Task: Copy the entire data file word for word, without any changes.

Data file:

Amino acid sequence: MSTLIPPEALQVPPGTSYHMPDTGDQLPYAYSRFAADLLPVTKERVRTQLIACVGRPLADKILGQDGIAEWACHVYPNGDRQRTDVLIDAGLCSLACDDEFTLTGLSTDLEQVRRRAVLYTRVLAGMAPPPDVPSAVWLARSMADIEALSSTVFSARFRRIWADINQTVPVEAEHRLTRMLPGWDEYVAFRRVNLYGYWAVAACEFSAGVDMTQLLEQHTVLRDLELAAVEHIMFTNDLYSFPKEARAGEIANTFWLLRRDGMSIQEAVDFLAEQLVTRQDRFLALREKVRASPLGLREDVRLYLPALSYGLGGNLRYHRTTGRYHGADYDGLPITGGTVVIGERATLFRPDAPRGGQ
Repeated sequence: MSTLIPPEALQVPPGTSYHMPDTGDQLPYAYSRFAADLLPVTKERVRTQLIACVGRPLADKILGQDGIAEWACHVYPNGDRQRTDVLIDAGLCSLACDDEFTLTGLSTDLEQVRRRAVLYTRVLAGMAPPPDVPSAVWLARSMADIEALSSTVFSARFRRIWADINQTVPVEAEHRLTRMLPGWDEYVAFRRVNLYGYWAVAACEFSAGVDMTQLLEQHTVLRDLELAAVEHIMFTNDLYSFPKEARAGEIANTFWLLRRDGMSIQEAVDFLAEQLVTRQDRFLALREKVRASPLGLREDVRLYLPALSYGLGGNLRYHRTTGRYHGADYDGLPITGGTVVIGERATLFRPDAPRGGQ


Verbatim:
Amino acid sequence: MSTLIPPEALQVPPGTSYHMPDTGDQLPYAYSRFAADLLPVTKERVRTQLIACVGRPLADKILGQDGIAEWACHVYPNGDRQRTDVLIDAGLCSLACDDEFTLTGLSTDLEQVRRRAVLYTRVLAGMAPPPDVPSAVWLARSMADIEALSSTVFSARFRRIWADINQTVPVEAEHRLTRMLPGWDEYVAFRRVNLYGYWAVAACEFSAGVDMTQLLEQHTVLRDLELAAVEHIMFTNDLYSFPKEARAGEIANTFWLLRRDGMSIQEAVDFLAEQLVTRQDRFLALREKVRASPLGLREDVRLYLPALSYGLGGNLRYHRTTGRYHGADYDGLPITGGTVVIGERATLFRPDAPRGGQ
Repeated sequence: MSTLIPPEALQVPPGTSYHMPDTGDQLPYAYSRFAADLLPVTKERVRTQLIACVGRPLADKILGQDGIAEWACHVYPNGDRQRTDVLIDAGLCSLACDDEFTLTGLSTDLEQVRRRAVLYTRVLAGMAPPPDVPSAVWLARSMADIEALSSTVFSARFRRIWADINQTVPVEAEHRLTRMLPGWDEYVAFRRVNLYGYWAVAACEFSAGVDMTQLLEQHTVLRDLELAAVEHIMFTNDLYSFPKEARAGEIANTFWLLRRDGMSIQEAVDFLAEQLVTRQDRFLALREKVRASPLGLREDVRLYLPALSYGLGGNLRYHRTTGRYHGADYDGLPITGGTVVIGERATLFRPDAPRGGQ